In their search for cheaper prescription drugs, Americans are increasingly turning to Internet pharmacies, which federal investigators say skirt U.S. and state regulations and sell misbranded, adulterated and counterfeit drugs. These transactions — often without a legitimate prescription —put consumers at risk, the Government Accountability Office said in a new report.
Most of these rogue Internet pharmacies are located overseas, which often puts them beyond U.S. enforcement action, and are also skilled at avoiding detection and identification, the GAO said. Even when the U.S. has used diplomatic pressure to close their websites, many pop up again under new names.
The problem is big and getting bigger. According to LegitScript, an Internet pharmacy verification service, there were more than 34,000 active rogue Internet pharmacies as of April 2013.
A few recent settlements between the federal government and prominent companies doing business with rogue Internet pharmacies reflect the financial dimensions of this black market.
In a 2011 settlement with the federal government, Google agreed to forfeit $500 million for allowing some of these illegal pharmacies to place sponsored ads in search engine results. In 2013, United Parcel Service paid out $40 million dollars for transporting and distributing prescription drugs from identified illicit Internet pharmacies to American consumers from 2003 to 2010. Both companies have agreed to stop doing business with such pharmacies.
Federal agencies, such as the Department of Justice, the U.S. Customs Service and the Internal Revenue Service, usually take the lead in enforcement efforts against these companies. Often the violations involve federal crimes such as fraud, money-laundering and drug-smuggling.
“These cases are so complex that it requires cooperation over multiple federal agencies,” said Marcia Crosse, the author of the report and director of health care for the GAO. Enforcement is complicated when illegal pharmacies locate components of the businesses in different countries, for instance, putting computer servers in one country while processing payments through a bank in a second country and shipping drugs from a third.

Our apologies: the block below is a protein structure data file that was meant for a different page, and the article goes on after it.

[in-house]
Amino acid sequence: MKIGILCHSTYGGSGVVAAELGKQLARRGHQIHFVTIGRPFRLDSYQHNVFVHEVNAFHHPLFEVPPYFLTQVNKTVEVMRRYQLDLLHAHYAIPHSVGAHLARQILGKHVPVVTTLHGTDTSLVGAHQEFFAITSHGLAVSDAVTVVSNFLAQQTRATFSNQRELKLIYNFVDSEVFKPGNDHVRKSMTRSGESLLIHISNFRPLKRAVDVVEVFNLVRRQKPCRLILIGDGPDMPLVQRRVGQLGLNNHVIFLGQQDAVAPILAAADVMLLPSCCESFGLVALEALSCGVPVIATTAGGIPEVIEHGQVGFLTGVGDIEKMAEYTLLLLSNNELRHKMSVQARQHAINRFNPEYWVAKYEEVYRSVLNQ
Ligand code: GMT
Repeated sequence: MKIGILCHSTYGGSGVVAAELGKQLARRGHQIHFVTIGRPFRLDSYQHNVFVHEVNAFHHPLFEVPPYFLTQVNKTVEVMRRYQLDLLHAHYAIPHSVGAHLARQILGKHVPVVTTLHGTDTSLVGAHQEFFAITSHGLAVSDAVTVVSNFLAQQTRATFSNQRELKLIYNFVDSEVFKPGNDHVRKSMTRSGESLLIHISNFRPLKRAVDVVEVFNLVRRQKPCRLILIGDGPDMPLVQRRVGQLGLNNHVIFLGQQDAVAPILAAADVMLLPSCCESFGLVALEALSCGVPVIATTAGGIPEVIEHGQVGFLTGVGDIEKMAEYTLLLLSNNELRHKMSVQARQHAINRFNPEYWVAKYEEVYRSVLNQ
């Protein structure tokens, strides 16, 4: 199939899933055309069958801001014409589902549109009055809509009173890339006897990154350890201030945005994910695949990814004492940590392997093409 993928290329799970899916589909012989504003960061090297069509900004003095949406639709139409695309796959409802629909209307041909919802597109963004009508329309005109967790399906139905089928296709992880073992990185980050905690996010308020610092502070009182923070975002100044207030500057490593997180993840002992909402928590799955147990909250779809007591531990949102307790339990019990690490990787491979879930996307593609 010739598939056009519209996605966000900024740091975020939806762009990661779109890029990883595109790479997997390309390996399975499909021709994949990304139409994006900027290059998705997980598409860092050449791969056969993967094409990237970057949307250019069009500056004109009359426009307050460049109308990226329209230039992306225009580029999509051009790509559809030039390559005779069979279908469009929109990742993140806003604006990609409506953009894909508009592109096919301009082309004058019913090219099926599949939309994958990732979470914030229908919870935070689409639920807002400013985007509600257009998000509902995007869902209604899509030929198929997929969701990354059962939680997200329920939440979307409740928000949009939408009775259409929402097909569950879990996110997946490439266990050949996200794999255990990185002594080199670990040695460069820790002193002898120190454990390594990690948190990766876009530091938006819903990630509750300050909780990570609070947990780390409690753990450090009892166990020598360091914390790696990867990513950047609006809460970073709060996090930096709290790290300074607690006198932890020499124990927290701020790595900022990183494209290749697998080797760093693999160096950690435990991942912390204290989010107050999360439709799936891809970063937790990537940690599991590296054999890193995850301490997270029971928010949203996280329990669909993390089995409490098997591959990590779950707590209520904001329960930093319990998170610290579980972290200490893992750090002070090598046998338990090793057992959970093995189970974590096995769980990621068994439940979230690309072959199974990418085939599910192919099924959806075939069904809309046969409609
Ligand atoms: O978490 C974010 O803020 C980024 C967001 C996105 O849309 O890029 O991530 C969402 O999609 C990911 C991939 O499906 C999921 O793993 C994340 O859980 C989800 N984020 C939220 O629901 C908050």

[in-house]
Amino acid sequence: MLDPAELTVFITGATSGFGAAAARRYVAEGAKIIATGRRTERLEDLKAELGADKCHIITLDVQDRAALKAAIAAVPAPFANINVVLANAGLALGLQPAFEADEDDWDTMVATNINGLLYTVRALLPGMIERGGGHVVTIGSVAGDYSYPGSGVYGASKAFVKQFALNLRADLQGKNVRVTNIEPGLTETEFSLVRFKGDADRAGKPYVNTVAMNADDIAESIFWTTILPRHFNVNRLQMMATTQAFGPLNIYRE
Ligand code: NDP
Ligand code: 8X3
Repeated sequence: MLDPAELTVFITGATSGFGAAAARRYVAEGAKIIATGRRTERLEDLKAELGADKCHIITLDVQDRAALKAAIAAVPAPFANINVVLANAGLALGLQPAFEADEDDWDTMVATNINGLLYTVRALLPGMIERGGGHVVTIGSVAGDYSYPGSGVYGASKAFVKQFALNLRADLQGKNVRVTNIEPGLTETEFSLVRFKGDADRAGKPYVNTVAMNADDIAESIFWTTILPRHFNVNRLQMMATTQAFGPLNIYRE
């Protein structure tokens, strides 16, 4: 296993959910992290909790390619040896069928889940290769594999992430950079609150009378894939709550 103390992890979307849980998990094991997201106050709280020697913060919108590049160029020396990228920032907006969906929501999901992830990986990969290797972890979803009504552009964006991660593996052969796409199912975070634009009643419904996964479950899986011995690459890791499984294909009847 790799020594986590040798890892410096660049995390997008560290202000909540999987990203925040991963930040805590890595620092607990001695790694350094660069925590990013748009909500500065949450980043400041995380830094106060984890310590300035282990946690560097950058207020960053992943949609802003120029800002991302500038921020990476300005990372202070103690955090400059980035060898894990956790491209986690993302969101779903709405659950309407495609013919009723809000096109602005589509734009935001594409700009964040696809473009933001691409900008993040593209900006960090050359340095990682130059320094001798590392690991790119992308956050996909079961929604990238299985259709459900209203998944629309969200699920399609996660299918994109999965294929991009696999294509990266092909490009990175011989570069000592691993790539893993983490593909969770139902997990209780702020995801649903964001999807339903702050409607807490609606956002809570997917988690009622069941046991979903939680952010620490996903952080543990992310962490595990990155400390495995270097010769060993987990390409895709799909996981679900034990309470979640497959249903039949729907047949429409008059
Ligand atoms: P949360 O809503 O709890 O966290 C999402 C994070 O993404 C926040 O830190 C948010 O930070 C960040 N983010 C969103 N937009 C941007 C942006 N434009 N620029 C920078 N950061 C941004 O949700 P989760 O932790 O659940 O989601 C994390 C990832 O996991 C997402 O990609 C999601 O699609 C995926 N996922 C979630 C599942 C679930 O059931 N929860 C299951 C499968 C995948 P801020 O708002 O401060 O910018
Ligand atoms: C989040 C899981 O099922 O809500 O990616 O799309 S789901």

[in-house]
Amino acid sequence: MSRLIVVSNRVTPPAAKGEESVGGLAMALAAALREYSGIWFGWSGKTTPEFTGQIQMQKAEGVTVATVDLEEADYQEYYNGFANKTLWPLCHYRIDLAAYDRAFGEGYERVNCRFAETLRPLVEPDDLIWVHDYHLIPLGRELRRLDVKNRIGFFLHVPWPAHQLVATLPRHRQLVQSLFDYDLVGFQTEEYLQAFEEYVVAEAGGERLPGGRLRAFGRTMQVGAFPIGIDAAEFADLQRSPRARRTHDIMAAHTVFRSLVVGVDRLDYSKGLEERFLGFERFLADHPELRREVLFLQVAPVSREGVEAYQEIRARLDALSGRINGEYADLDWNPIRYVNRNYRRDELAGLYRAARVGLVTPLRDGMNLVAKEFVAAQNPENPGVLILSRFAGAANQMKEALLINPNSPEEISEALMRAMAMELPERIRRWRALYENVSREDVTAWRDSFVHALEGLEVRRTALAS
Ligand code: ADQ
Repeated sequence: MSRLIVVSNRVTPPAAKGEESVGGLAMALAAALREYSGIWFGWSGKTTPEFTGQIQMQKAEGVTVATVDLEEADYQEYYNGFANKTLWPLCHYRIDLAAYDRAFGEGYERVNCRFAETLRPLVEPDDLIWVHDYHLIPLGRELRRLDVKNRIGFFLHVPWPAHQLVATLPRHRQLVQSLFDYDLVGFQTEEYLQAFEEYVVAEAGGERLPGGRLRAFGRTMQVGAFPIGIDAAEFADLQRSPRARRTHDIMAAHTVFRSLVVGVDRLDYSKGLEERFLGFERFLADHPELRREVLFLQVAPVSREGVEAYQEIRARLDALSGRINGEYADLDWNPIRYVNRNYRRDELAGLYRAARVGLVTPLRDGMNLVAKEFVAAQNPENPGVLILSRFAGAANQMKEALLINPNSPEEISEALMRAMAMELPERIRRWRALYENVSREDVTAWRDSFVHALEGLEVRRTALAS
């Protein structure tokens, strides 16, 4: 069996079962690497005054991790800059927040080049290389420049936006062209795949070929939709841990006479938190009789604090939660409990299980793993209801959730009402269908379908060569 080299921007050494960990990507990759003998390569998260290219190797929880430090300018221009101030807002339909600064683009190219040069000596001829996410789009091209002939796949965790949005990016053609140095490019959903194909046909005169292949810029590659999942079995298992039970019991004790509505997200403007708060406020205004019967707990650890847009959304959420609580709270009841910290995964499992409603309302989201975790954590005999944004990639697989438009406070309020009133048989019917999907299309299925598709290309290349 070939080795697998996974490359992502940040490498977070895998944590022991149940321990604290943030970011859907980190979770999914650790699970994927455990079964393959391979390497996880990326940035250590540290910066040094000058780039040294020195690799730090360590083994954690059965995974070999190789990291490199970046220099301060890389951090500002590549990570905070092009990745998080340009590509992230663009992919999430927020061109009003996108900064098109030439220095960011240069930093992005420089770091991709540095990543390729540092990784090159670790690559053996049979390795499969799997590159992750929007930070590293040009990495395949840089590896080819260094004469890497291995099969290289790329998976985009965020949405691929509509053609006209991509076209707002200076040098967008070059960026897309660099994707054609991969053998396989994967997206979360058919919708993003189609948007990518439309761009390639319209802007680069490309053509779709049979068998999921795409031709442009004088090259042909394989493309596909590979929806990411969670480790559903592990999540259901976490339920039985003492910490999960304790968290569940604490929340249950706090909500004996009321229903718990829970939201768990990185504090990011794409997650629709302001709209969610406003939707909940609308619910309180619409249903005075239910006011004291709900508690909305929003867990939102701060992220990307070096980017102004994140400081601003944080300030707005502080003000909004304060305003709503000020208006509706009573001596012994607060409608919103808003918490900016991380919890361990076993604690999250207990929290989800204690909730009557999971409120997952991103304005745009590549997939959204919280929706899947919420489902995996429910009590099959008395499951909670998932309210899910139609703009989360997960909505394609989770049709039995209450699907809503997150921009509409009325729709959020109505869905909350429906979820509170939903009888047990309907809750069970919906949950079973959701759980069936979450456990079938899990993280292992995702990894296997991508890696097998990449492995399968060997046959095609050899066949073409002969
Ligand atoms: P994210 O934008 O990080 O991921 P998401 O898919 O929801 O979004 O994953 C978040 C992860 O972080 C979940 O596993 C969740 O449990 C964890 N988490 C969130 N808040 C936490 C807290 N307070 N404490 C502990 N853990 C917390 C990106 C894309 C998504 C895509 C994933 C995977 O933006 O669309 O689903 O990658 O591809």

The rogue pharmacies violate state laws as well, including operating without a pharmacy license and shipping drugs to consumers without legitimate medical prescriptions.
But the GAO report says that because most rogue Internet pharmacies operate from abroad, states lack the authority, the ability or the resources to investigate and prosecute the illicit companies.
States are also hampered in trying to take action against Internet pharmacies that operate in other states because of differing laws and regulations. For example, states may define what constitutes a prescription differently. Some may require an in-person examination before a prescription is written while others take no position on the issue. That incongruity has stirred calls for a federal definition of a valid prescription.
The GAO report says educating the public is one of the most effective tools in undercutting the rogue pharmacies. Toward that end, the National Association of Boards of Pharmacy publishes on its website a list of legitimate and illicit Internet pharmacies as a consumers' guide.
According to the Food and Drug Administration, one in four users of the Internet has purchased medications online. A third of them say they don't have confidence in the safety of the drugs they are purchasing.